Partnership potential: India’s therapeutic foods manufacturers rally government to address acute malnutrition

By Tingmin Koe

- Last updated on GMT

According to a national survey conducted between 2015 and 2016, 35.7% of Indian children under the age of five were found underweight and 38.4% stunted. ©Getty Images
According to a national survey conducted between 2015 and 2016, 35.7% of Indian children under the age of five were found underweight and 38.4% stunted. ©Getty Images

Related tags India Malnutrition

A group of ready-to-use therapeutic foods manufacturers is rallying the Indian government to address acute malnutrition through commercial partnerships.

The group behind the initiative is Community Management of Acute Malnutrition (CMAM) Association of India.

While CMAM groups are present in various countries, the CMAM Association of India was only formed in March this year and comprises of four member companies at present. They are Nuflower Foods and Nutrition, Soma Nutrition Labs, Hexagon Nutrition, and Compact India.

Speaking to NutraIngredients-Asia, ​president of the association Akshat Khandelwal, said the association has been writing to the government to persuade them of the necessity of supplying therapeutic foods to malnourished populations.

Akshat, who is also the founder and CEO of Nuflower Foods and Nutrition, has been selling ready-to-use therapeutic foods, such as lipid-based nutrient supplements to organisations such as the World Food Program and Save the Children International, which then supplies to impoverished countries.

The countries include African states such as Nigeria, Congo, South East Asia’s Myanmar, as well as up north in Mongolia and North Korea. 

Nuflower’s products are mainly catered to the needs of severely malnourished children under the age of five.

Nuflower had supplied ready-to-use therapeutic foods in a pilot led by the National Health Mission in Rajasthan. 

However, he believes that the government needs to run a long-term program. 

“COVID-19 is likely to exacerbate the severity of malnourished situations.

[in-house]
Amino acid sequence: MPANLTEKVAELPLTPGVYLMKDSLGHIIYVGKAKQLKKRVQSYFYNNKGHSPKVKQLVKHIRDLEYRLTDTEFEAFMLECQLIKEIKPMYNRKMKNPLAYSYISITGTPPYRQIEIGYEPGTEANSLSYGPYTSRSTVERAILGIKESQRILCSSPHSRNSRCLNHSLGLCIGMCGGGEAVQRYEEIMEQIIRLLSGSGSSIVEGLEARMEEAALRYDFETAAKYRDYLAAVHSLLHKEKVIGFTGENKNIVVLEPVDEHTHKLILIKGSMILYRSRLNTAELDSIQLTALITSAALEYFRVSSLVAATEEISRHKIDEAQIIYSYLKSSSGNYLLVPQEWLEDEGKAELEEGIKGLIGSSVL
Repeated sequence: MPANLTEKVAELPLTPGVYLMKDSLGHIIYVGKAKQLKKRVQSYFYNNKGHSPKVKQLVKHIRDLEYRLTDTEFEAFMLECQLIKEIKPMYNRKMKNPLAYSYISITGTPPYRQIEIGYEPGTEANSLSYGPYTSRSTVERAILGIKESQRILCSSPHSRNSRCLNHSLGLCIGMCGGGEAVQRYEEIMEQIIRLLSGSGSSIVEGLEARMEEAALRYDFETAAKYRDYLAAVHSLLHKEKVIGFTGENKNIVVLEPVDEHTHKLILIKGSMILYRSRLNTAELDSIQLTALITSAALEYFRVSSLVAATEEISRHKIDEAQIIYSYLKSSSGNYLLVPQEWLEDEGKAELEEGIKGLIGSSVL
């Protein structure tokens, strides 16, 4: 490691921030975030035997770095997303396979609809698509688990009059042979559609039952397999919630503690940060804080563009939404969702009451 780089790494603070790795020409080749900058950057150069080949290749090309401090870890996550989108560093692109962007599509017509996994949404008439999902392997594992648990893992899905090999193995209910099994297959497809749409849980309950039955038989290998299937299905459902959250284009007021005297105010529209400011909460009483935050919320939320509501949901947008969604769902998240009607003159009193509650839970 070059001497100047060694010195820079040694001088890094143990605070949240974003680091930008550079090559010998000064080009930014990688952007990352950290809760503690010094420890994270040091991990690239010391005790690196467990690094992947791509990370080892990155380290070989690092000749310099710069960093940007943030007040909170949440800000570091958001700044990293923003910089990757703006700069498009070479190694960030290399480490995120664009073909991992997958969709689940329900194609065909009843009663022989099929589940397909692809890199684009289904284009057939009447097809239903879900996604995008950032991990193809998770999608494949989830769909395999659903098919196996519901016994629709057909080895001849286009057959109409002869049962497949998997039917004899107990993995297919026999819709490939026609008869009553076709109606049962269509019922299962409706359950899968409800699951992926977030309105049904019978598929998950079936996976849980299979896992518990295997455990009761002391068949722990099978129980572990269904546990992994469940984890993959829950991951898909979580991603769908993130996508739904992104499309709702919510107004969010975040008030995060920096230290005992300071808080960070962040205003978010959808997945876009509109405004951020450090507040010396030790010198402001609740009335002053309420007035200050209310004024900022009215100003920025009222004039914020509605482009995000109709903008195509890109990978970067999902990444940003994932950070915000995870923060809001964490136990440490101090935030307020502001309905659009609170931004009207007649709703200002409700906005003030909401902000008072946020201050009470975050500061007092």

“The world economy has taken a big hit with COVID-19 and that hits the people at the bottom rung the hardest.

“We are ready to modify the formula if the government or public health specialists feel that the ready-to-use therapeutic foods sold in other countries are not suited for Indians,” ​he said.

According to India’s National Family Health Survey​ (NFHS) conducted in 2015 and 2016, 35.7% of the children under the age of five were underweight and 38.4% stunted.

This is an improvement from 2005 and 2006, where the survey conducted back then showed that 42.5% of the children under five were underweight and 48% stunted.  

The government said it has set up schemes such as Anganwadi Services, Scheme for Adolescent Girls and Pradhan MantriMatruVandanaYojna (PMMVY) under the Umbrella Integrated Child Development Services (ICDS) Scheme to address malnutrition.

The Poshan Abhiyaan scheme set up by the government in 2017 is also targeted at improving nutritional status of children under six years old, adolescent girls, pregnant and lactating mothers over a three-year period.

Existing products

Nuflower currently sells four types of lipid-based nutrient tear-open supplements in the form of a paste.

The products mainly comprise of peanut and milk powder to provide children with protein, fats, and carbohydrates, and at different stages of malnutrition. 

For instance, its NutriFEEDO product, made from roasted peanuts, milk powder, and vitamin-mineral premix, is used as a treatment for children with severe acute malnutrition, defined as a weight-for-height score below -3.

Its NutriFEEDO is targeted at children with moderate acute malnutrition, defined as a weight-for-height score between - 2 and - 3. 

In the case of India, Akshat said that ingredients that locals were familiar with, such as chickpeas, could be used to substitute peanut.

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